Case Study: Successfully Implementing a Practical Online Safety PSHE Toolkit

  • Demonstrating how to teach children to be safe online using the ‘crossing the lie’ toolkit, providing practical guidance on approaching cyberbullying, sexting, peer pressure and self-esteem
  • Sharing lesson plans which identify the idea of ‘Crossing the line’ in relation to PSHE, including how jokes can be taken too far
  • Exemplifying how teachers can effectively teach PSHE and online safety by using role play, allowing students to get practically involved in PSHE learning
  • Identifying how to handle difficult questions or disclosures safely and appropriately including remaining calm and non-judgmental
  • Presenting a challenging situation where a student discloses information to a teacher, working to resolve the issue and formulate an appropriate response

Will Gardner, CEO, Childnet, Director, UK Safer Internet Centre (CONFIRMED)


16:55

Questions and Answers Session


16:15

Chair's Summary and Close

*programme subject to change


A 2019 poll by the NSPCC and National Education Union found that 47% of teachers lack confidence in their own ability to deliver the new PSHE curriculum in schools. This is despite the fact that 90% of parents surveyed by YouGov believed PSHE lessons needed to be improved for pupils.

In June 2019, the government released the ‘Relationships education, relationships and sex education (RSE) and health education’ statutory guidance and highlighted that the new RSE and health education curriculum will be mandatory from September 2020. The guidance details how schools, governors and councils can develop an LGBTQ inclusive policy on RSE and PSHE, work closer with parents on their input to the curriculum and how teachers can improve physical and mental health. Furthermore, Ofsted have produced a new framework for which schools will be judged against in upcoming inspections. It emphasises the need for personal development and will take account of a school’s PSHE curriculum.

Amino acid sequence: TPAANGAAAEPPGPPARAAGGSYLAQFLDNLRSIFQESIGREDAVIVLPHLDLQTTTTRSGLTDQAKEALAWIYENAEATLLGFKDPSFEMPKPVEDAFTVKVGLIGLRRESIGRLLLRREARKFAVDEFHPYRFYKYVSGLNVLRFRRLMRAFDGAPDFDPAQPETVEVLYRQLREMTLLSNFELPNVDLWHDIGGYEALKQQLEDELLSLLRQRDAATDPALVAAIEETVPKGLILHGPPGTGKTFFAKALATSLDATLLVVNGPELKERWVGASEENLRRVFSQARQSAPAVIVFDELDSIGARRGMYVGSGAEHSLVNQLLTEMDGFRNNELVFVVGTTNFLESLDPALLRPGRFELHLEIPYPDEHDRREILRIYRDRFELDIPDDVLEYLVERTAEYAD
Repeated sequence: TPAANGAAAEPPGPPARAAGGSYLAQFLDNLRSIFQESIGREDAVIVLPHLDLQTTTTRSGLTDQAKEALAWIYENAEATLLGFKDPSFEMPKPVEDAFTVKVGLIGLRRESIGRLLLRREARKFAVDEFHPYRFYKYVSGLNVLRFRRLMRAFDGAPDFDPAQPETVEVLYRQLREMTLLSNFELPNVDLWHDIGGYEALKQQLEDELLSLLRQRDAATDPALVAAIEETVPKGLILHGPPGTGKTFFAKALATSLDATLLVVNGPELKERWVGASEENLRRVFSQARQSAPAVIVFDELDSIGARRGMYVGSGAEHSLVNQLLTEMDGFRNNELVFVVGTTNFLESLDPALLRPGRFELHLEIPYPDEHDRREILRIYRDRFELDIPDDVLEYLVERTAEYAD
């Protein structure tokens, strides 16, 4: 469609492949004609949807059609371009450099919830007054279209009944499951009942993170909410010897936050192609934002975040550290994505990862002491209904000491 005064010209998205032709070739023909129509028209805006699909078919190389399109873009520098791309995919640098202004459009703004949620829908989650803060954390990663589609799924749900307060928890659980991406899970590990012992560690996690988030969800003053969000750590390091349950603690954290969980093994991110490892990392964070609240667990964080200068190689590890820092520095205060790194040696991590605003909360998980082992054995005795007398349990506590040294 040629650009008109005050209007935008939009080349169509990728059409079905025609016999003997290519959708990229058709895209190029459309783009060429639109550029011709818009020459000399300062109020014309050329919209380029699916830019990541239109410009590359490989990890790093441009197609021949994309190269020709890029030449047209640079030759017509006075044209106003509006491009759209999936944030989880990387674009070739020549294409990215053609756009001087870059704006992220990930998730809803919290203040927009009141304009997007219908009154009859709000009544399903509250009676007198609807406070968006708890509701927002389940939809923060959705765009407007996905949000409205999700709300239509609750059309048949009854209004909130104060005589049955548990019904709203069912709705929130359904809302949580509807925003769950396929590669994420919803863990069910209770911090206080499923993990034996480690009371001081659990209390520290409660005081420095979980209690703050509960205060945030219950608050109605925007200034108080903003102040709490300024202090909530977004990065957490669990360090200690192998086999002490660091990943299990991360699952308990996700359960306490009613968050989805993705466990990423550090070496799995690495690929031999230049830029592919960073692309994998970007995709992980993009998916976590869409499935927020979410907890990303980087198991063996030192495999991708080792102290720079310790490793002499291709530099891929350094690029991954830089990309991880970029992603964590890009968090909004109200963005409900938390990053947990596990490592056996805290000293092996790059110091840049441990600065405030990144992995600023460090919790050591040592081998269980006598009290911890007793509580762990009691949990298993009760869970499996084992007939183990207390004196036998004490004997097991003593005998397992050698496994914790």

In order to successfully implement the new curriculum for RSE and PSHE, Sex Education Forum released the ‘We’ve got it covered…’ guidance. The guidance includes a toolkit for teacher who want to improve their PSHE provision and directs schools and councils on how they can reach and succeed government requirements by following their mapping tool outlining key expectations per key stage. The tool provides medium-term planning grids for each year group detailing key expectations and lesson learning outcomes for key stages 1,2,3 and 4.

In light of a 2017 research study by University of Hertfordshire, children are being put at risk of self-harm due to a lack of PSHE lessons within schools, it is important that schools are able to meet the requirements set out by the government’s new PSHE curriculum which will be statuary by September 2020. With a variety of statutory requirements now placed on schools and a greater pressure to teach age appropriate RSE, better promote online safety and support pupil mental wellbeing, the onus now falls on schools to ensure that they are delivering effective and informative PSHE teaching.